Pedal power as thousands join in fifth Norfolk cycling festival

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More than 8,000 visitors, including near 2,500 competitors, descended on Holkham Park over the three-day bank holiday weekend for this year’s fifth Pedal Norfolk Cycling Festival at Holkham.

“It’s incredible, it’s getting bigger and better every year,” said organiser, Peter Flett, after watching the 8.30am start of the first 100 mile event on the Saturday.

“Last year we had 360 competitors, this year it was 450.”

Over the three days the roads of North and West Norfolk were awash with cyclists as they rode along routes reaching up towards the Fens, past Sandringham and down beyond Wells-next-the-Sea.

From the gentle and easy going flat routes to the more gruelling up hills, the smooth Tarmac roads were virtually car-free.

Alongside the 100 mile events for serous racers, were 50 and 20 mile events and even a seven-miles loop for beginners and the very young.

One highlight was an Eastern Counties closed road race of nine six-mile laps around the grounds of Holkham Park.

The weekend attracted cyclists of all ages.

The youngest was probably a three-year-old who covered 7.5 miles.

Four-year-old Henry Bourne crashed, but got back on his bike to complete one 20 miles race as did his eight-year-old sister Megan.

Eleven-year-old James Huband, though breaking his arm whilst taking part in a non-cycling competition at the festival, still completed a 10 mile circuit.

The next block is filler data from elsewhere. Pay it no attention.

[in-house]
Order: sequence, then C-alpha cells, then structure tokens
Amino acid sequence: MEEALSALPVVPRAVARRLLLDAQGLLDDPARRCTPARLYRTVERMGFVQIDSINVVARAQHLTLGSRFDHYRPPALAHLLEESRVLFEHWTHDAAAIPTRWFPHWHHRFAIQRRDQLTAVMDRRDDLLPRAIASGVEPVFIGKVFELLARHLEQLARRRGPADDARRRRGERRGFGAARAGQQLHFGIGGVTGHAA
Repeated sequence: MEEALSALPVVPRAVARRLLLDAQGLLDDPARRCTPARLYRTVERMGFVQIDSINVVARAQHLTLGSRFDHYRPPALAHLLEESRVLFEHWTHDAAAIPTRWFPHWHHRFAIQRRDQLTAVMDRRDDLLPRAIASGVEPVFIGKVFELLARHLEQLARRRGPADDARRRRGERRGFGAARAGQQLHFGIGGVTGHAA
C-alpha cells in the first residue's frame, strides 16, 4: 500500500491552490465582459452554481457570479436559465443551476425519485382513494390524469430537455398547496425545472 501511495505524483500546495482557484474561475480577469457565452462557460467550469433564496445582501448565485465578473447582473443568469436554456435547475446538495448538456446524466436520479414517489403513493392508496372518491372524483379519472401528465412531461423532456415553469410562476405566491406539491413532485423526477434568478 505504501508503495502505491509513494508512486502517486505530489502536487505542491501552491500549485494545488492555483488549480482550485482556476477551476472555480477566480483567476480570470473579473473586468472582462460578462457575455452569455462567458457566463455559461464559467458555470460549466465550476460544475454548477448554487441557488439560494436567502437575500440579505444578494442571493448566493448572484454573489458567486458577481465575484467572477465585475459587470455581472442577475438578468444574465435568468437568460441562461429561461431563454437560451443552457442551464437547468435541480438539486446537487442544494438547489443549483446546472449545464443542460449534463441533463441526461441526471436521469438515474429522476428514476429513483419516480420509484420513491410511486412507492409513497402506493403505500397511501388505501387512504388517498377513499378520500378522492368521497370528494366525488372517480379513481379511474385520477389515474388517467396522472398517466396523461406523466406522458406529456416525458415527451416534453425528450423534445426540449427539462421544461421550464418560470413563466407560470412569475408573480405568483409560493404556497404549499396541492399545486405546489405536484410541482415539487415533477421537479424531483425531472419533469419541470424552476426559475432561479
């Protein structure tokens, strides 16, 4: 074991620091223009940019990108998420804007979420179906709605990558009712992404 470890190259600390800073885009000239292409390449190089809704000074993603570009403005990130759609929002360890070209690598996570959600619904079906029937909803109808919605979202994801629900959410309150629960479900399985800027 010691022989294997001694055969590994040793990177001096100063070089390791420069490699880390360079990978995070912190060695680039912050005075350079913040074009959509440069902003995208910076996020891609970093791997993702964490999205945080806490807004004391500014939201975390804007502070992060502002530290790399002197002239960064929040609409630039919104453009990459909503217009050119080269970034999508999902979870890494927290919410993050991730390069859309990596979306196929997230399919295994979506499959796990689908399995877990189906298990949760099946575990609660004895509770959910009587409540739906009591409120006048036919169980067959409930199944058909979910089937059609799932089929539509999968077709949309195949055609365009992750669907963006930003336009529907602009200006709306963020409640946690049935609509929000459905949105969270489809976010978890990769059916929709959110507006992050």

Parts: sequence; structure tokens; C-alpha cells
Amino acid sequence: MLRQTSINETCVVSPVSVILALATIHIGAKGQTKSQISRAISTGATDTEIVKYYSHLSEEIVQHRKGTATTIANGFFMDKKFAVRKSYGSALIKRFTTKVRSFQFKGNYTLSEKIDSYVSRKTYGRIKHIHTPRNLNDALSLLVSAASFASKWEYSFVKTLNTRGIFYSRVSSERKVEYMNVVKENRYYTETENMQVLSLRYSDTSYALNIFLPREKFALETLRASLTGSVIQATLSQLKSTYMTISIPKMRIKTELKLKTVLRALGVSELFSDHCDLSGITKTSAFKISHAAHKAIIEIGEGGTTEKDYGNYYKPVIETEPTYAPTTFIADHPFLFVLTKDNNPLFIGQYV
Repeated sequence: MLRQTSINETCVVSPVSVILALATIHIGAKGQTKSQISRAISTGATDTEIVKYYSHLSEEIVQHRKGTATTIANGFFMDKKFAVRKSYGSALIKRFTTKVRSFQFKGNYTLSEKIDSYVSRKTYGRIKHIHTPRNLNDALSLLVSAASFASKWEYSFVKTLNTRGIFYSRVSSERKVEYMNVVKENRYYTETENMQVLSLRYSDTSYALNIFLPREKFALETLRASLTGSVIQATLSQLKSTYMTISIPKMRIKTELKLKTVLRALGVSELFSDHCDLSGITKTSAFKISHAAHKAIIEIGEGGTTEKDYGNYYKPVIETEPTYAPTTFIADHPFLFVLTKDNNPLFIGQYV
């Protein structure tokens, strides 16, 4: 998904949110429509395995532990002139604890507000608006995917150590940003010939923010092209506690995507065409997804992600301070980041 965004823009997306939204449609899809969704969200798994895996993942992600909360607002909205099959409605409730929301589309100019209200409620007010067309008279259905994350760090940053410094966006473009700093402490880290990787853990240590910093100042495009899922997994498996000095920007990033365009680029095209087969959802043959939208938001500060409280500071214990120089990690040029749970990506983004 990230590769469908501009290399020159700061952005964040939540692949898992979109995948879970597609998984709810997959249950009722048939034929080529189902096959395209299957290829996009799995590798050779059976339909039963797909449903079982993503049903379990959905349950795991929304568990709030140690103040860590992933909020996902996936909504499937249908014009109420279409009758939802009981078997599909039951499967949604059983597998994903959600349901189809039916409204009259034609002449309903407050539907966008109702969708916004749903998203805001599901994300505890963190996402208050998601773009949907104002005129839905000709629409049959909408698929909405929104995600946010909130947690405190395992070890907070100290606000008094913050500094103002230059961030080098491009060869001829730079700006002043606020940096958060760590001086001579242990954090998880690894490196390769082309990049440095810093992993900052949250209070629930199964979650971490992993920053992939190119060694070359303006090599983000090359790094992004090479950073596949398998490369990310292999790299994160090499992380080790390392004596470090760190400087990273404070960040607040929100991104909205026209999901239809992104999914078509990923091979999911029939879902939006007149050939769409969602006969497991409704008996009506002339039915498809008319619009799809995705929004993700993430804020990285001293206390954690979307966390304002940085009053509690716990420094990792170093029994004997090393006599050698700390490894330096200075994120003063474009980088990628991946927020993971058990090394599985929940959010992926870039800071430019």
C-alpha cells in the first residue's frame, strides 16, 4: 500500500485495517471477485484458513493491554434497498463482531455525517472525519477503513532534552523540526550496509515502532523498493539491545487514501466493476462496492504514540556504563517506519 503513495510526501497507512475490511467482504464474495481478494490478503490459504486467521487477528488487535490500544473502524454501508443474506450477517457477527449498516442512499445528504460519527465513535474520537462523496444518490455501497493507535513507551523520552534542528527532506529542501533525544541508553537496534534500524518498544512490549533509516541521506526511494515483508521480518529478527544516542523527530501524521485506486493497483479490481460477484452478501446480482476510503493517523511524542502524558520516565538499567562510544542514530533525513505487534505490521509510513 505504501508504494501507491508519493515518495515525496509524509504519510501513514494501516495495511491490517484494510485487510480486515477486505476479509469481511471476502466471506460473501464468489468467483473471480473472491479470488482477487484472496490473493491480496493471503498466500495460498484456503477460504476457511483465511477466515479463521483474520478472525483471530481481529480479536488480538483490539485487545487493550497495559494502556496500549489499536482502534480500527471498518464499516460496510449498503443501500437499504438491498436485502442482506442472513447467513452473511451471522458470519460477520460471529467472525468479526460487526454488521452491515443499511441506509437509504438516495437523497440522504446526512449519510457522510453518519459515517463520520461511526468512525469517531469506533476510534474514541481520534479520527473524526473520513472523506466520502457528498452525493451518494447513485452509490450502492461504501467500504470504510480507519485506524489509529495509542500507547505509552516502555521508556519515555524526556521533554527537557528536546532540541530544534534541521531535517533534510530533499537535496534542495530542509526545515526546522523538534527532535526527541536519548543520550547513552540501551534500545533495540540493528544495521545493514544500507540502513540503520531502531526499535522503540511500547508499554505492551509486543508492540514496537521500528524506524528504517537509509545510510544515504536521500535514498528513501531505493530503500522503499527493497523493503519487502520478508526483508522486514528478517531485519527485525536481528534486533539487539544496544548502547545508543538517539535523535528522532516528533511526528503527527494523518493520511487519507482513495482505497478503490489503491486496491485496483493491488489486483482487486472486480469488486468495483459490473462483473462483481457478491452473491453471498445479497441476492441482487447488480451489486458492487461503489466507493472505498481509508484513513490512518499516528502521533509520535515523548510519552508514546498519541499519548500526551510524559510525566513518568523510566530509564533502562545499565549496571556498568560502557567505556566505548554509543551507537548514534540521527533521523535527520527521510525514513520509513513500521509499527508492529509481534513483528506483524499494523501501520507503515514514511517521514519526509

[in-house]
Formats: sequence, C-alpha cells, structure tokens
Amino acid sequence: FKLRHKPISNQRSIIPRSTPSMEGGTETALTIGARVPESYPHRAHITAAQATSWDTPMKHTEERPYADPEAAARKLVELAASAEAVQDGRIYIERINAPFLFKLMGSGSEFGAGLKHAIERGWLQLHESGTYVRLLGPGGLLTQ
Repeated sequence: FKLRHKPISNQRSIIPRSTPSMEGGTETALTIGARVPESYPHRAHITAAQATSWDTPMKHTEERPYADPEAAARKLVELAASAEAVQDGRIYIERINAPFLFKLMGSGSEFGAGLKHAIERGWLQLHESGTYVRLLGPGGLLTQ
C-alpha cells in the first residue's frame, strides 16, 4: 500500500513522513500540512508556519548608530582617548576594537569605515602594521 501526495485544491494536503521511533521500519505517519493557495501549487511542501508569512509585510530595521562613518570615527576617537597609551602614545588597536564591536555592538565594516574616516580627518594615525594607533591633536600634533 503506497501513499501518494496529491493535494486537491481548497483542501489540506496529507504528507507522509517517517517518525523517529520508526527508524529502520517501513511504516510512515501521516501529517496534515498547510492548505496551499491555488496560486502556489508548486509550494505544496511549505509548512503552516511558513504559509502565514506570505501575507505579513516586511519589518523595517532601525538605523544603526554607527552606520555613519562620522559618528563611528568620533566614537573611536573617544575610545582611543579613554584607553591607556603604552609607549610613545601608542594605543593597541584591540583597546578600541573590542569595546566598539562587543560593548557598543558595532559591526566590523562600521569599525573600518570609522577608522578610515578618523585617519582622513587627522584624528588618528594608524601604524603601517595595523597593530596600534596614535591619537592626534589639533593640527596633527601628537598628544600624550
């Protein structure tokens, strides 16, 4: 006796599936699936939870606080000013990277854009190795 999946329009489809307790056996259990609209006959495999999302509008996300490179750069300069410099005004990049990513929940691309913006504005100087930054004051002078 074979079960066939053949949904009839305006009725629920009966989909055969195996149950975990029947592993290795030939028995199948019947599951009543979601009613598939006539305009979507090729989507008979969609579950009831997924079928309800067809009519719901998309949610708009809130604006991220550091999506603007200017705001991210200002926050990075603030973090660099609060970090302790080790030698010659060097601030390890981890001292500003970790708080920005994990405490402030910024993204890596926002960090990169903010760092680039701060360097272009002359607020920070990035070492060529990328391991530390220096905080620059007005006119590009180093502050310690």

One nine-year-old did two 20 mile races to prepare himself, he said, for a 50 miler next year.

The list of entries was littered with youngsters under 12 demonstrating their enthusiasm for the sport.

A recent survey suggested that one in ten of the population in England now get on their bikes at least once a week.

At the other end of the sport some of the serious racers pedal-powered their way over the three days to a total of 250 miles.

Many spent the weekend under canvas or in a caravan or motor home in picturesque surroundings on the edge of Holkham Lake. They had a wide range of attractions to keep them occupied between races including kayaking and paddle boarding, pond dipping and trampolining.

A free academy taught road skills to youngsters aged between four and 14.

“We think we’ve built the ultimate cycling festival for the whole family. It doesn’t matter whether you’ve ridden a bike or not for years you’ll still have a brilliant time,” said Mr Flett.